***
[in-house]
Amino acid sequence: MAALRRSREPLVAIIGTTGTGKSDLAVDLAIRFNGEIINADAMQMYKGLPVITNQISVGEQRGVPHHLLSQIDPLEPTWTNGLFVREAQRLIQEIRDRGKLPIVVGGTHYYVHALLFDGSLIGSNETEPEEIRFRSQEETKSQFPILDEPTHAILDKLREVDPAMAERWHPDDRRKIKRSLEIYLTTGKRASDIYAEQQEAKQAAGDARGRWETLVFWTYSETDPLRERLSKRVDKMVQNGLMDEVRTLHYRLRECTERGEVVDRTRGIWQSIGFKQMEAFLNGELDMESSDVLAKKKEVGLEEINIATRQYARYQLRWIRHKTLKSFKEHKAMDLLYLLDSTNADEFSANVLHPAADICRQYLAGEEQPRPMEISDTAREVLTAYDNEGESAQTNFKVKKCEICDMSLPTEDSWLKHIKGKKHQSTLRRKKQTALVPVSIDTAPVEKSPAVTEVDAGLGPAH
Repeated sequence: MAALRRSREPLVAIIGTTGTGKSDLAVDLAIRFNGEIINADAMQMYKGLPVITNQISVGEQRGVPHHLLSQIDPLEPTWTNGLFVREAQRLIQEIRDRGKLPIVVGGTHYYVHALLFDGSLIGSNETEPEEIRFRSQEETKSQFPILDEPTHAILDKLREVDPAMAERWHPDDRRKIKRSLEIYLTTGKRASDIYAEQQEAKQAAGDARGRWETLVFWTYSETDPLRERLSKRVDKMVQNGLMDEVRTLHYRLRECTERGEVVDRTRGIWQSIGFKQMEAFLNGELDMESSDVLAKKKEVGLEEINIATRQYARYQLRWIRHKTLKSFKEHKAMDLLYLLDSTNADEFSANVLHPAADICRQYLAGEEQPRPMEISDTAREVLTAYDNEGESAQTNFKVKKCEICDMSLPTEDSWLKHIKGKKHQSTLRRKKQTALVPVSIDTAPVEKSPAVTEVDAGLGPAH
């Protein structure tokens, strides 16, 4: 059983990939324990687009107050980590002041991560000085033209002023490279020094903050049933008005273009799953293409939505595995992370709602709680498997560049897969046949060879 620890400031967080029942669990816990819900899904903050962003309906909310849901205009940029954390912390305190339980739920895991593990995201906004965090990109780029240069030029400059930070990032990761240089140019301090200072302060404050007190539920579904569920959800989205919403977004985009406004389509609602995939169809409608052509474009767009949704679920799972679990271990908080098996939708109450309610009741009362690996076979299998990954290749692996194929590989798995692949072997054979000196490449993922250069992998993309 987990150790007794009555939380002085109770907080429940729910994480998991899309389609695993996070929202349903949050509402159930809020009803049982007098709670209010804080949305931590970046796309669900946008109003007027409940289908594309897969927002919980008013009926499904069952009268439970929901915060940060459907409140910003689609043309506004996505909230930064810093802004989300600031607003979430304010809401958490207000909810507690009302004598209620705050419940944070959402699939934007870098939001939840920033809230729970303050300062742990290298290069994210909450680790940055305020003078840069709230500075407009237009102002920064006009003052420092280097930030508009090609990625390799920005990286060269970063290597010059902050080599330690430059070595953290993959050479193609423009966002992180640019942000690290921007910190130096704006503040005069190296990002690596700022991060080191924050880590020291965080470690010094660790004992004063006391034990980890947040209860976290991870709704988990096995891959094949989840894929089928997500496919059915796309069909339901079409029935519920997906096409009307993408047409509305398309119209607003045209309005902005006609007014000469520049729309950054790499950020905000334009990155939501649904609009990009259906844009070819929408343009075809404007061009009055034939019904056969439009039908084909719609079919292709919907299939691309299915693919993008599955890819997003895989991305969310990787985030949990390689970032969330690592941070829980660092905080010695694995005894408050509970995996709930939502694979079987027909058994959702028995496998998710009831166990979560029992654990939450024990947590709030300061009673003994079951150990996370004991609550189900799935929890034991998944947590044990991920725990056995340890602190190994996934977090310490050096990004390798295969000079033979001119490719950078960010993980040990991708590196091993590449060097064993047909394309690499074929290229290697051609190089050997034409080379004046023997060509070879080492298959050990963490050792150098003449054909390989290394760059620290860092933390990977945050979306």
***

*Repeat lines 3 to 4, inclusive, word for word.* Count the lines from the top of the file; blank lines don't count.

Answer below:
Repeated sequence: MAALRRSREPLVAIIGTTGTGKSDLAVDLAIRFNGEIINADAMQMYKGLPVITNQISVGEQRGVPHHLLSQIDPLEPTWTNGLFVREAQRLIQEIRDRGKLPIVVGGTHYYVHALLFDGSLIGSNETEPEEIRFRSQEETKSQFPILDEPTHAILDKLREVDPAMAERWHPDDRRKIKRSLEIYLTTGKRASDIYAEQQEAKQAAGDARGRWETLVFWTYSETDPLRERLSKRVDKMVQNGLMDEVRTLHYRLRECTERGEVVDRTRGIWQSIGFKQMEAFLNGELDMESSDVLAKKKEVGLEEINIATRQYARYQLRWIRHKTLKSFKEHKAMDLLYLLDSTNADEFSANVLHPAADICRQYLAGEEQPRPMEISDTAREVLTAYDNEGESAQTNFKVKKCEICDMSLPTEDSWLKHIKGKKHQSTLRRKKQTALVPVSIDTAPVEKSPAVTEVDAGLGPAH
């Protein structure tokens, strides 16, 4: 059983990939324990687009107050980590002041991560000085033209002023490279020094903050049933008005273009799953293409939505595995992370709602709680498997560049897969046949060879 620890400031967080029942669990816990819900899904903050962003309906909310849901205009940029954390912390305190339980739920895991593990995201906004965090990109780029240069030029400059930070990032990761240089140019301090200072302060404050007190539920579904569920959800989205919403977004985009406004389509609602995939169809409608052509474009767009949704679920799972679990271990908080098996939708109450309610009741009362690996076979299998990954290749692996194929590989798995692949072997054979000196490449993922250069992998993309 987990150790007794009555939380002085109770907080429940729910994480998991899309389609695993996070929202349903949050509402159930809020009803049982007098709670209010804080949305931590970046796309669900946008109003007027409940289908594309897969927002919980008013009926499904069952009268439970929901915060940060459907409140910003689609043309506004996505909230930064810093802004989300600031607003979430304010809401958490207000909810507690009302004598209620705050419940944070959402699939934007870098939001939840920033809230729970303050300062742990290298290069994210909450680790940055305020003078840069709230500075407009237009102002920064006009003052420092280097930030508009090609990625390799920005990286060269970063290597010059902050080599330690430059070595953290993959050479193609423009966002992180640019942000690290921007910190130096704006503040005069190296990002690596700022991060080191924050880590020291965080470690010094660790004992004063006391034990980890947040209860976290991870709704988990096995891959094949989840894929089928997500496919059915796309069909339901079409029935519920997906096409009307993408047409509305398309119209607003045209309005902005006609007014000469520049729309950054790499950020905000334009990155939501649904609009990009259906844009070819929408343009075809404007061009009055034939019904056969439009039908084909719609079919292709919907299939691309299915693919993008599955890819997003895989991305969310990787985030949990390689970032969330690592941070829980660092905080010695694995005894408050509970995996709930939502694979079987027909058994959702028995496998998710009831166990979560029992654990939450024990947590709030300061009673003994079951150990996370004991609550189900799935929890034991998944947590044990991920725990056995340890602190190994996934977090310490050096990004390798295969000079033979001119490719950078960010993980040990991708590196091993590449060097064993047909394309690499074929290229290697051609190089050997034409080379004046023997060509070879080492298959050990963490050792150098003449054909390989290394760059620290860092933390990977945050979306």